The red uakari has a promiscuous mating system (Fontaine, 1981). Allogrooming is an important group activity (Fontaine, 1981). This species has a multimale-multifemale social organization (Barnett and Brandon-Jones, 1997). The social organization of this species comprises three levels the foraging unit (up to 10 individuals), the group (25 to 50 individuals), and the troop (50 to 100 individuals), which are made up of several groups (Heymann, 1992). Red uakaris form polyspecific associations with woolly monkeys, Lagothrix lagotricha, white-fronted capuchins, Cebus albifrons, and common squirrel monkeys, Saimiri sciureus, (Leonard and Bennett, 1996). Cacajao calvus ucayalii was found to be asscoiated with Lagothrix lagotricha more than any other primate species (Aquino, 1998). Cacajao calvus ucayalii also forms mixed-species groups with Pithecia
monachus and Saimiri boliviensis (Aquino, 1989). This species will respond to alarm calls given by common squirrel monkeys (Fontaine, 1981). Leonard and Bennett (1996) found that out of 26 polyspecific associations red uakaris had with other primates, that 22 were with woolly monkeys. Since the uakari has a larger home range as compared to other species, like the woolly monkey, they might benefit from the polyspecific association by being able to shorten their food searches (Leonard and Bennett, 1996). Also forming polyspecific associations may help all species involved in protection from avian predators, such as the harpy eagle, Harpia harpyja, (Leonard and Bennett, 1996). The young have also been found to play with the young of Saimiri sciureus (Fontaine, 1981). Dominance in maintained in this species by noisy fighting displays, and most fights involve adult females (Fontaine, 1981). However fights do not play an important role in the life history of this species, moreover this species practices mutual avoidance that is most often initiated by adult males (Fontaine, 1981).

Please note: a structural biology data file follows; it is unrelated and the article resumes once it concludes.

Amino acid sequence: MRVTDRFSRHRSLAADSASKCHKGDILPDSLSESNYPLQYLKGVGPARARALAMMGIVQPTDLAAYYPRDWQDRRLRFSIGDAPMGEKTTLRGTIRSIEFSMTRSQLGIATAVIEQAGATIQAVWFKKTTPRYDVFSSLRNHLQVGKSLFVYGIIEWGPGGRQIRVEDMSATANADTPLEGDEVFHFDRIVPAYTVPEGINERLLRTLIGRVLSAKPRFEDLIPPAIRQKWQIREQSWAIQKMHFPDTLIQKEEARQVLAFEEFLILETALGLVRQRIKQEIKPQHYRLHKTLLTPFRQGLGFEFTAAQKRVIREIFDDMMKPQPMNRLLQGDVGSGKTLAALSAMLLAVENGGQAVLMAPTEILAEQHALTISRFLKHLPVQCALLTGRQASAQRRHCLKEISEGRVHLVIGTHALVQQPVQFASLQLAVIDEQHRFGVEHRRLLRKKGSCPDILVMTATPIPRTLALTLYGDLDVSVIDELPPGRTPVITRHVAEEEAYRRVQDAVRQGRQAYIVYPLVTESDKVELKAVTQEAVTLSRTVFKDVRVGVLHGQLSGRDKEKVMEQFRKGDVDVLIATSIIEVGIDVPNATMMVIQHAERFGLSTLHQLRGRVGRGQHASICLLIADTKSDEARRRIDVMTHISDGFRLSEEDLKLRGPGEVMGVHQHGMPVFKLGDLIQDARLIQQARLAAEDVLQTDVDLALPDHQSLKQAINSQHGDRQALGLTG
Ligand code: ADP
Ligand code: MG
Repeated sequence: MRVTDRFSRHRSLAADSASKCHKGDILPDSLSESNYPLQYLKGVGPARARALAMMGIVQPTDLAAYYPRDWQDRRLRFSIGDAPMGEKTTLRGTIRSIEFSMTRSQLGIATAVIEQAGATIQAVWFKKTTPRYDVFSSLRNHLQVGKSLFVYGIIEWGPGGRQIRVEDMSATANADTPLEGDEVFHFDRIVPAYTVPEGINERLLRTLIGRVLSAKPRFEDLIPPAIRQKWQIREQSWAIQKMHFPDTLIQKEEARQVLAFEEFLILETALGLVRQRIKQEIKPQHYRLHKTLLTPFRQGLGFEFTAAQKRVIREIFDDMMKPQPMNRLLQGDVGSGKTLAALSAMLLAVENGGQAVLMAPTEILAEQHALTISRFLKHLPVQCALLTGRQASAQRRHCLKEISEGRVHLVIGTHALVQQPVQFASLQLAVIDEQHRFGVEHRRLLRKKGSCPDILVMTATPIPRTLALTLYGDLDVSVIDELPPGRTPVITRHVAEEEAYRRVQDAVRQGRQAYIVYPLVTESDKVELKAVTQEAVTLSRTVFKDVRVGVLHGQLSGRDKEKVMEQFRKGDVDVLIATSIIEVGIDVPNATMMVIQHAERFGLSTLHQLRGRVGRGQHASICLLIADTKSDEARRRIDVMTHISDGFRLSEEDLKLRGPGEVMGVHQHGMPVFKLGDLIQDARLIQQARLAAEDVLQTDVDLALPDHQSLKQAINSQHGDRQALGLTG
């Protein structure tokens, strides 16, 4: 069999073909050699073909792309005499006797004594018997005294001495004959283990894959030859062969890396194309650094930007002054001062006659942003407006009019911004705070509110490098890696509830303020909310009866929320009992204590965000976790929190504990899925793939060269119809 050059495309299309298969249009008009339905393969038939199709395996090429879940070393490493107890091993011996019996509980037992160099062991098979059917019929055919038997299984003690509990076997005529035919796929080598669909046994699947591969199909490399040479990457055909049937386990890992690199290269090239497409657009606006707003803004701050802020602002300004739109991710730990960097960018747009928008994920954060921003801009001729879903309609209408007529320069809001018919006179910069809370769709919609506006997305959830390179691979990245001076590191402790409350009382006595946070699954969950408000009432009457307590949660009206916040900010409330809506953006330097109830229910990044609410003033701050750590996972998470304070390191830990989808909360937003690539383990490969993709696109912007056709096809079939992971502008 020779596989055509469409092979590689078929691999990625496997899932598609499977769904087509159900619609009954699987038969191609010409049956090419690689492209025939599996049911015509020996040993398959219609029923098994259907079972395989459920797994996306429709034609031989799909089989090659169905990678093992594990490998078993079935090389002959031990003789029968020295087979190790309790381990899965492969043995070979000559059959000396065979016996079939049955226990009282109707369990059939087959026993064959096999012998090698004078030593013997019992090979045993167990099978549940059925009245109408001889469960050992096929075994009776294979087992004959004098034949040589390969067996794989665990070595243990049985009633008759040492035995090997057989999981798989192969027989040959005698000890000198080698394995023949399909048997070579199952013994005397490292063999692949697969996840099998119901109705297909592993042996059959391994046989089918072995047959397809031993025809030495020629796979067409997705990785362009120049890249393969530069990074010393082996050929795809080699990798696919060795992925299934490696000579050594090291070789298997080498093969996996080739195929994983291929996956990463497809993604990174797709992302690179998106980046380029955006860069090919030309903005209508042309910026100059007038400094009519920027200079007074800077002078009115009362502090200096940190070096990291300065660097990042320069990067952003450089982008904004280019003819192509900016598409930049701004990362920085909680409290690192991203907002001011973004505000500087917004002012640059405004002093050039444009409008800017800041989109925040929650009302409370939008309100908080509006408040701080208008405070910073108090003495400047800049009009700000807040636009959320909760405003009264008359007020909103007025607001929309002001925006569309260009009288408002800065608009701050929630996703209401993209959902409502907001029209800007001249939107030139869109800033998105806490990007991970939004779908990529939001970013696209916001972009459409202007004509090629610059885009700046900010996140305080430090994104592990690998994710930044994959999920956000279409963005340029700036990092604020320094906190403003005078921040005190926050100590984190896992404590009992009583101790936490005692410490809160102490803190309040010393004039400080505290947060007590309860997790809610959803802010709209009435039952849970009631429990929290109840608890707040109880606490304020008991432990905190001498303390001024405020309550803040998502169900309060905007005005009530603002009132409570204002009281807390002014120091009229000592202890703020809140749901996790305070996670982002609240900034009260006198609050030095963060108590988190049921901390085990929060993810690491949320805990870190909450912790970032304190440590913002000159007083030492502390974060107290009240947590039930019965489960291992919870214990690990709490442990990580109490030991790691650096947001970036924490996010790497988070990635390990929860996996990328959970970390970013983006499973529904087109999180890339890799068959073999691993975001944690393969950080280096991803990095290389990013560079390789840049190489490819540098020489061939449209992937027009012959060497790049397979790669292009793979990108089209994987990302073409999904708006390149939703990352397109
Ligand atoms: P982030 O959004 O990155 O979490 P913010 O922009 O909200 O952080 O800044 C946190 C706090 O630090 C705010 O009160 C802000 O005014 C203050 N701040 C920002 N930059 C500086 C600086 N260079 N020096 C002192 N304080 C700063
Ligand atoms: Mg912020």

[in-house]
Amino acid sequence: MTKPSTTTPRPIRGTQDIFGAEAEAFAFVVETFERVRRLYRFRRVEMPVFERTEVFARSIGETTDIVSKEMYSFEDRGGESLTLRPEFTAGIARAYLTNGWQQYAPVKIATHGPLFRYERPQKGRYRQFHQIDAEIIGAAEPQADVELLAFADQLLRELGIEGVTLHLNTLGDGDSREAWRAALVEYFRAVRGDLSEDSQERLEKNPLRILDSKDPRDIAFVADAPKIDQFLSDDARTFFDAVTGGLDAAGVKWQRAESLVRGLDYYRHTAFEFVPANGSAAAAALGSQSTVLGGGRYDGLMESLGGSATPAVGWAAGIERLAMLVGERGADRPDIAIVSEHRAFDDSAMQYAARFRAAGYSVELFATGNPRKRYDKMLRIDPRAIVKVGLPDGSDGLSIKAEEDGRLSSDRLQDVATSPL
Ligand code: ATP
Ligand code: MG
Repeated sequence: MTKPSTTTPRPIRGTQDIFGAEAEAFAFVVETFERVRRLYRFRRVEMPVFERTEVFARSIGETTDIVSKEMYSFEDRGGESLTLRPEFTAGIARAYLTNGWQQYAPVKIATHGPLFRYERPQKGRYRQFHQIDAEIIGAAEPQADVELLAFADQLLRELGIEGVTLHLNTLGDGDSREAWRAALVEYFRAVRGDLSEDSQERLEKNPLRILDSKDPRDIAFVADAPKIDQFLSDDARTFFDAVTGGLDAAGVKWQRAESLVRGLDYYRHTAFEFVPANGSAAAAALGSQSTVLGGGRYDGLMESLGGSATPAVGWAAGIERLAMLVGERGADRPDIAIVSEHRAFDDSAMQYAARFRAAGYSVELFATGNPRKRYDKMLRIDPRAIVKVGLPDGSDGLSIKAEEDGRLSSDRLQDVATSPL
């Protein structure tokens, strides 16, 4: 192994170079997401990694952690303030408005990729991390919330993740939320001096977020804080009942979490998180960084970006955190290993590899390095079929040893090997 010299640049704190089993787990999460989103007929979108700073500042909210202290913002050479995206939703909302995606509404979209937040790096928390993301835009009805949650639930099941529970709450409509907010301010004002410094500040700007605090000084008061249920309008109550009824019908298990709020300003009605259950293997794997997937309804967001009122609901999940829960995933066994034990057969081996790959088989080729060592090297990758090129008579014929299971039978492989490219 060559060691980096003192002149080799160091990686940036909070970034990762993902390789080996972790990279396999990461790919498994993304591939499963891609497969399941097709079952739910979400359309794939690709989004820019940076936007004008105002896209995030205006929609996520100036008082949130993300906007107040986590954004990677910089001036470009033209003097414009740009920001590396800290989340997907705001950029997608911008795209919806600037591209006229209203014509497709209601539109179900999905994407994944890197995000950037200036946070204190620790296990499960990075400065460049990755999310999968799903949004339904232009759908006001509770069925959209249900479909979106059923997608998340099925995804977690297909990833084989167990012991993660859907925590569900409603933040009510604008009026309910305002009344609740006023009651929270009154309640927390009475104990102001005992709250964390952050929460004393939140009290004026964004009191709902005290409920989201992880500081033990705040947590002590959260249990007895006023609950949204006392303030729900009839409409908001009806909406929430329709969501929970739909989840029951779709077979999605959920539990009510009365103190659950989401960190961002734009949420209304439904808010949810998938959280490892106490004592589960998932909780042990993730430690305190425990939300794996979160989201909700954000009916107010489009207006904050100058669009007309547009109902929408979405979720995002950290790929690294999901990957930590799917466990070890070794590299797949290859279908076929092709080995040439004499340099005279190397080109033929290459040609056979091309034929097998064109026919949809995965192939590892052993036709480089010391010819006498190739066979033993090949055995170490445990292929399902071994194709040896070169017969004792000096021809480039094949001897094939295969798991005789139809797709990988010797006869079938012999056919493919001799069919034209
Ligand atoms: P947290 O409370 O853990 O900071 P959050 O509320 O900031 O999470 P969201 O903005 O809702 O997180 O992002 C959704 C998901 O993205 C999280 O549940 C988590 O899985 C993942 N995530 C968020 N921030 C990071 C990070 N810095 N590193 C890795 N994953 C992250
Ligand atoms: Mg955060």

Older infants and juveniles are the individuals that engage the most in play behavior (Fontaine, 1981). Fontaine (1981) defined three categories of play found in the red uakari : exploratory-manipulatory activity; intense, nondirectional locomotion; and social play (Fontaine, 1981). Infants engage in exploratory-manipulatory activity and nondirectional locomotion (Fontaine, 1981). Amongst social play in adults there are three main
activities: wrestling, mock biting, and grappling (Fontaine, 1981). In juveniles and older infants, chasing is the most important form of social play (Fontaine, 1981). Infants try to engage in social play with all adults, but males tend to reciprocate at a higher frequency than females (Cox et al., 1987).
Last Updated: May 8, 2007.
[Primate Fact Sheets]